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Compare two large datasets

We have two tables with about 50 million records (one in OLTP the other in the DWH). There are about 2000 records less in one table. We try to find out what the differences are, maybe that will help with the debugging.

We had a discussion how to find out which records are in table A and not in table B and visa versa. FULL OUTER JOIN, EXCEPT, ...

How would you do it?

Please post the columns of the tables you are using to do your comparisons

Hi Yosiasz,

CREATE TABLE dbo.attendances(
	id int IDENTITY(1,1) NOT NULL,
	lesson_id int NULL,
	student_id int NULL,
	code nvarchar(255) NULL,
	created_at datetime NULL,
	updated_at datetime NULL,
	external_reference nvarchar(255) NULL,
	reference int NULL,
	origin nvarchar(255) NULL,
	master nvarchar(255) NULL,
	identity_hash nvarchar(255) NULL,
	request_hash nvarchar(255) NULL,
	attributes_hash nvarchar(255) NULL,
	unique_reference nvarchar(255) NULL,
	subscription_id int NULL,
	centre_id int NOT NULL,
	destroyable bit NOT NULL
)

You may assume that the schema of the corresponding table in the DWH is the same.

Schools sometimes UPDATE a record with another centre, course, student, ... While the designers of the DWH expected the schools would only update the attendance code.

What key(s) indicate corresponding rows? Is it id or something else?

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how can the schema be the same in both oltp and DW, that just makes no sense. if that is the case what is the use of a DW.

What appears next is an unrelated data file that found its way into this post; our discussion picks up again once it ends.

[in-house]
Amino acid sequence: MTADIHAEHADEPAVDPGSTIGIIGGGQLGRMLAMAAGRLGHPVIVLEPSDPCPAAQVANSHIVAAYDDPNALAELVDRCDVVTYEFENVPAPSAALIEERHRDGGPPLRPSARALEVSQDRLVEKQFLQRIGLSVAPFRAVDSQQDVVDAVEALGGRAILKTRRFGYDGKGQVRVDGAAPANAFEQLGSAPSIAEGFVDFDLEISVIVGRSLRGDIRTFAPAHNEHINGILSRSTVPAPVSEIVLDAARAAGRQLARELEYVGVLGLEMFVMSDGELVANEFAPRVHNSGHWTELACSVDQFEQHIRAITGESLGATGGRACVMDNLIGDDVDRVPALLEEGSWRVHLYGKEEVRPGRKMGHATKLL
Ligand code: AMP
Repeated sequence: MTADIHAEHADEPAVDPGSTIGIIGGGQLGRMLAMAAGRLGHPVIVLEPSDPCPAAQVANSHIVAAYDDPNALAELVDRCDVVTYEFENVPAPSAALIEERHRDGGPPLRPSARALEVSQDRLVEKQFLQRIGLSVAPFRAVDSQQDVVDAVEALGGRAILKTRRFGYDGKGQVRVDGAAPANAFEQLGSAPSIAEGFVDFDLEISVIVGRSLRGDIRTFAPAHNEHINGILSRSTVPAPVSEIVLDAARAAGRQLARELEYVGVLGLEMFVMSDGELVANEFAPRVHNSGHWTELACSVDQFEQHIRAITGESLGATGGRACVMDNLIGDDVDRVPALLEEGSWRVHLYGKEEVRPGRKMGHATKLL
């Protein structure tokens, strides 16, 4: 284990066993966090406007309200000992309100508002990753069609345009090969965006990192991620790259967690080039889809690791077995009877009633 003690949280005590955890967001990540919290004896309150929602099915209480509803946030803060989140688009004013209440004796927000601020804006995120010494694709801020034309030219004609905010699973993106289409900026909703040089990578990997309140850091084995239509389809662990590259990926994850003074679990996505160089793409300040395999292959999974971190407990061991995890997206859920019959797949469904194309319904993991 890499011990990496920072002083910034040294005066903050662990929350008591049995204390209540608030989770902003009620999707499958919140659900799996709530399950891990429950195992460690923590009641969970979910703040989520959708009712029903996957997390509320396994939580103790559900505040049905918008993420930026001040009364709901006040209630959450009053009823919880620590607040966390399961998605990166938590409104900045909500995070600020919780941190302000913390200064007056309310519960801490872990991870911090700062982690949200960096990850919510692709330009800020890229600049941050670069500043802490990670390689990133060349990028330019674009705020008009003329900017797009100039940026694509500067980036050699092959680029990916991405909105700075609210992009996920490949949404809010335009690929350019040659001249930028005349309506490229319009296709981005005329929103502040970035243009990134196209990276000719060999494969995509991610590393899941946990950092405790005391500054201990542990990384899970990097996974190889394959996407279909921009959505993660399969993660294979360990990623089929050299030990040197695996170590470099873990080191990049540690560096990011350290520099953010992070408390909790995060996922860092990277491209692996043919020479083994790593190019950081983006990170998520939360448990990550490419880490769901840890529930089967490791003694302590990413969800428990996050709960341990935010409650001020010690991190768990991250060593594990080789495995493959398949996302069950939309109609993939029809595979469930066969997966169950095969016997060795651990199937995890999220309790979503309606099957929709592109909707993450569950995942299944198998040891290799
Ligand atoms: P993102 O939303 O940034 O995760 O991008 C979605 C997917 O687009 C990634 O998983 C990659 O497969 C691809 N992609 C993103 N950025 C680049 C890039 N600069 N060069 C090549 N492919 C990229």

@Wim_Leys please answer the question @ScottPletcher and I asked you if you need us to answer properly. We could guess and provide you some bootleg answer which you will try and come back and ask again and again for trial and error.

Hi Yosiasz,

The schemas indeed are not the same. I just wanted to simplify the whole thing as I was expecting a bunch of additional questions about the dimension keys, is_deleted flag, is_current, ... etc.

So maybe just forget we have to compare an OLTP table with a DWH table.
Suppose we have two identical (schema) tables with millions of rows: table A is the master of table B. They should be totally equal, but we know there is

  • a difference in the number of records (records that only occur in table A and maybe other records that only occur in table B (due to a delete in table A that was not well reflected in table B))
  • and we also expect that for records with the same id, the master and slave record may have different values in some columns. (due to updating not only the attendance code, but also pass an entirely different student, course, lesson, ...)
id int IDENTITY(1,1) NOT NULL

is the primary key and can (should) be used to find the corresponding record in the other table.

If the tables would not host millions of records, I would use a FULL OUTER JOIN or an EXCEPT to find differences. I wonder what the most efficient way is in this situation.

I've done this many moons ago:) I used checksum - if they were the same it matched. But I believe that your best bet would be EXCEPT
SELECT * from tableA
EXCEPT
SELECT * from tableB

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That would show records in tableA that are not in tableB. The OP believes there also may be records in tableB that are not in tableA.